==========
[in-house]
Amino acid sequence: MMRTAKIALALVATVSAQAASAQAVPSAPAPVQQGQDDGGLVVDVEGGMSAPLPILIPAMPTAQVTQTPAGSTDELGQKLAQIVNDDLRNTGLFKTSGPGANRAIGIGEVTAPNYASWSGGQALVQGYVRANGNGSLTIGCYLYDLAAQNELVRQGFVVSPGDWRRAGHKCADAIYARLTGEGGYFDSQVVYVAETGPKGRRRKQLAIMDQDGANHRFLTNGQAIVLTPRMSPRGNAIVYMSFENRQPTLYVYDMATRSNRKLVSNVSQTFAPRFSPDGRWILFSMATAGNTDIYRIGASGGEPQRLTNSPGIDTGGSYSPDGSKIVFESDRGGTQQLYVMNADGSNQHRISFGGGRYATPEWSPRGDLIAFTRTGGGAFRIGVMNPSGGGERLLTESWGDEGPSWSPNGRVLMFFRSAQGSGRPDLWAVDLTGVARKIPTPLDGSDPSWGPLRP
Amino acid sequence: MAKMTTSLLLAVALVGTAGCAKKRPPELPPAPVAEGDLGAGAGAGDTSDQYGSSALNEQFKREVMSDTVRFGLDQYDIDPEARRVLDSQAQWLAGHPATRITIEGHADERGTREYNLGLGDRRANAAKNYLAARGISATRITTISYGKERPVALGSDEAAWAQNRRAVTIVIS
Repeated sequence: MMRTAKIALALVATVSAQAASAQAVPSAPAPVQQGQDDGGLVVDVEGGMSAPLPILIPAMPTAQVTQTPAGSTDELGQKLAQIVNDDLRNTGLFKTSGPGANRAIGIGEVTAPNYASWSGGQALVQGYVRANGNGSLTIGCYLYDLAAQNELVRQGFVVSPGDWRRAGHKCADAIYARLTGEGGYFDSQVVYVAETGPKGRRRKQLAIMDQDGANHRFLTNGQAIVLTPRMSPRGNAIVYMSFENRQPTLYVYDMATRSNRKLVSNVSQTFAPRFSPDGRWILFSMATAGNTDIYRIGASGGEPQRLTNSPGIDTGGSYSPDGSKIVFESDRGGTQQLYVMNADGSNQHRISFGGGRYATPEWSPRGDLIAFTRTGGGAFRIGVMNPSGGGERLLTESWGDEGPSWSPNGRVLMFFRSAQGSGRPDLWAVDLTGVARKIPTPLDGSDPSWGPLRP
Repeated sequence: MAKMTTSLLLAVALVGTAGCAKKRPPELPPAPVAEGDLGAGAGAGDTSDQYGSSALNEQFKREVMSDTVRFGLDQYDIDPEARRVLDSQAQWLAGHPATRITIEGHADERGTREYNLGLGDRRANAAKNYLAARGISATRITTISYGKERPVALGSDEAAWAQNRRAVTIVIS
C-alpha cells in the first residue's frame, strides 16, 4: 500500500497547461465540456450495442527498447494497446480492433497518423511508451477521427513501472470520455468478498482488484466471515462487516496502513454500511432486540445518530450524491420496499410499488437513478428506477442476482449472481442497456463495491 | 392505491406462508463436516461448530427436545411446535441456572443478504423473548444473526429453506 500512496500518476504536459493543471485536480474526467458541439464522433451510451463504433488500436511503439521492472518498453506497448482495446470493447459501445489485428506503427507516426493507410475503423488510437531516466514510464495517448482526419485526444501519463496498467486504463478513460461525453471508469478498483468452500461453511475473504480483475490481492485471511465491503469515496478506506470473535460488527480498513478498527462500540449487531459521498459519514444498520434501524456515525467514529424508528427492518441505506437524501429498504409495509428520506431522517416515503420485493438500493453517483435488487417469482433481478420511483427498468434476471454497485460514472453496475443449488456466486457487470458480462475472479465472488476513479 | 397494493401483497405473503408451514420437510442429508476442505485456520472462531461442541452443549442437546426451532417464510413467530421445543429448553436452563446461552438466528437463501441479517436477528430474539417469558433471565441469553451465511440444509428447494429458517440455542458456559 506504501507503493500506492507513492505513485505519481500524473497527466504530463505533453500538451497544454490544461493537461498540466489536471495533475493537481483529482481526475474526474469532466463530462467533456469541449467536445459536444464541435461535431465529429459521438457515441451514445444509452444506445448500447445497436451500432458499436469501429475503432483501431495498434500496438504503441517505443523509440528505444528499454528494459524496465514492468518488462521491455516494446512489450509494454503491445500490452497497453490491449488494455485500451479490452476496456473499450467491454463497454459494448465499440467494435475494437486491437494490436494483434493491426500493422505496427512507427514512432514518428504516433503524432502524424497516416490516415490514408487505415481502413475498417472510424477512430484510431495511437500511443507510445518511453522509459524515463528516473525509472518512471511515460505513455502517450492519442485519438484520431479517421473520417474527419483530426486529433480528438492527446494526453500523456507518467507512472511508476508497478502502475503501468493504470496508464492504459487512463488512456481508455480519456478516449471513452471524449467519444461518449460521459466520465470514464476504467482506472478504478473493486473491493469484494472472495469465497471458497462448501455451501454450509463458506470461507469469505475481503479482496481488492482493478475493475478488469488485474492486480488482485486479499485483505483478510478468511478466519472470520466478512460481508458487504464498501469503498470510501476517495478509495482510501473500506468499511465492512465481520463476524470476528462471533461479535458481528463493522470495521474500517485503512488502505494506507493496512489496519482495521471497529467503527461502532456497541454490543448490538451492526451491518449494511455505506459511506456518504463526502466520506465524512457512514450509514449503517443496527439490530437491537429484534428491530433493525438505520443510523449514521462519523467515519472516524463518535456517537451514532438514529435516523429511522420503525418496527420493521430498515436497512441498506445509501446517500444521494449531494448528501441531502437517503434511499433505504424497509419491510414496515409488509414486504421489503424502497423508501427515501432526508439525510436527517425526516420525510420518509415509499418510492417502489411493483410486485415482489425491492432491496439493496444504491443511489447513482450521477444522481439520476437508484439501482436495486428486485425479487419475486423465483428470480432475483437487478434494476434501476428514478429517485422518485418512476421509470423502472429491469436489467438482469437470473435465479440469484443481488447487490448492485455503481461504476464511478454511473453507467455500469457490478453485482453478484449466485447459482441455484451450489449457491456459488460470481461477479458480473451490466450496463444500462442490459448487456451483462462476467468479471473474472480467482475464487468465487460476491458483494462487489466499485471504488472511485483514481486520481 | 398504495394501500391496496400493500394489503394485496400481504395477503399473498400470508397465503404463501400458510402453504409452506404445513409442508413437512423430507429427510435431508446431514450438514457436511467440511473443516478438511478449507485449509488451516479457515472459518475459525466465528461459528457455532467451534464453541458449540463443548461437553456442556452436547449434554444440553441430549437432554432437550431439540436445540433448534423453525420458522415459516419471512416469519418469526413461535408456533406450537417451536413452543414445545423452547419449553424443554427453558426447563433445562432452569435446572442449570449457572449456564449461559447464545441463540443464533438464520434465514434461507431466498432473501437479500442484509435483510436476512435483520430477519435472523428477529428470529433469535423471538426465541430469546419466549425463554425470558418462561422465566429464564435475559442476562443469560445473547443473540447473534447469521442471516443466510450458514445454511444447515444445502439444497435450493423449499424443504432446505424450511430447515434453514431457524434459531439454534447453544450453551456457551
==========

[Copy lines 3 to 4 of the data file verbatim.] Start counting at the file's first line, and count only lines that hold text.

Amino acid sequence: MAKMTTSLLLAVALVGTAGCAKKRPPELPPAPVAEGDLGAGAGAGDTSDQYGSSALNEQFKREVMSDTVRFGLDQYDIDPEARRVLDSQAQWLAGHPATRITIEGHADERGTREYNLGLGDRRANAAKNYLAARGISATRITTISYGKERPVALGSDEAAWAQNRRAVTIVIS
Repeated sequence: MMRTAKIALALVATVSAQAASAQAVPSAPAPVQQGQDDGGLVVDVEGGMSAPLPILIPAMPTAQVTQTPAGSTDELGQKLAQIVNDDLRNTGLFKTSGPGANRAIGIGEVTAPNYASWSGGQALVQGYVRANGNGSLTIGCYLYDLAAQNELVRQGFVVSPGDWRRAGHKCADAIYARLTGEGGYFDSQVVYVAETGPKGRRRKQLAIMDQDGANHRFLTNGQAIVLTPRMSPRGNAIVYMSFENRQPTLYVYDMATRSNRKLVSNVSQTFAPRFSPDGRWILFSMATAGNTDIYRIGASGGEPQRLTNSPGIDTGGSYSPDGSKIVFESDRGGTQQLYVMNADGSNQHRISFGGGRYATPEWSPRGDLIAFTRTGGGAFRIGVMNPSGGGERLLTESWGDEGPSWSPNGRVLMFFRSAQGSGRPDLWAVDLTGVARKIPTPLDGSDPSWGPLRP